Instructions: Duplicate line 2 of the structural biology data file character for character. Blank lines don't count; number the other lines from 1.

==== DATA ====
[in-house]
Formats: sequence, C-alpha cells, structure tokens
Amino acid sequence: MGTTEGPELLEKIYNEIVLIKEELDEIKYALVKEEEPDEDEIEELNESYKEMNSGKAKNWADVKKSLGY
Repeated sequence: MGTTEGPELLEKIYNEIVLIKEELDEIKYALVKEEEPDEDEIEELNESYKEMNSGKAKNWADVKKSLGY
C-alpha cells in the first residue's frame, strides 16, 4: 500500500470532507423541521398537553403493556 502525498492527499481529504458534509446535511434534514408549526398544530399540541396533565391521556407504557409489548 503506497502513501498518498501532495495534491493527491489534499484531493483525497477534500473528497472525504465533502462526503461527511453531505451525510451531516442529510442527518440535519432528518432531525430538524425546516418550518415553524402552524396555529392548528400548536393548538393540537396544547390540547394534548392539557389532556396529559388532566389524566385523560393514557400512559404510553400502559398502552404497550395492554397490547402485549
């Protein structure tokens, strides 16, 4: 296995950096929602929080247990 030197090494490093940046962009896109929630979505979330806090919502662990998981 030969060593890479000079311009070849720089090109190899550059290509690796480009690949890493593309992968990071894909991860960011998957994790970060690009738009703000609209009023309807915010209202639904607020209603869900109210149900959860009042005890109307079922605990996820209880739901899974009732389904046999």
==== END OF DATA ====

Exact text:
Formats: sequence, C-alpha cells, structure tokens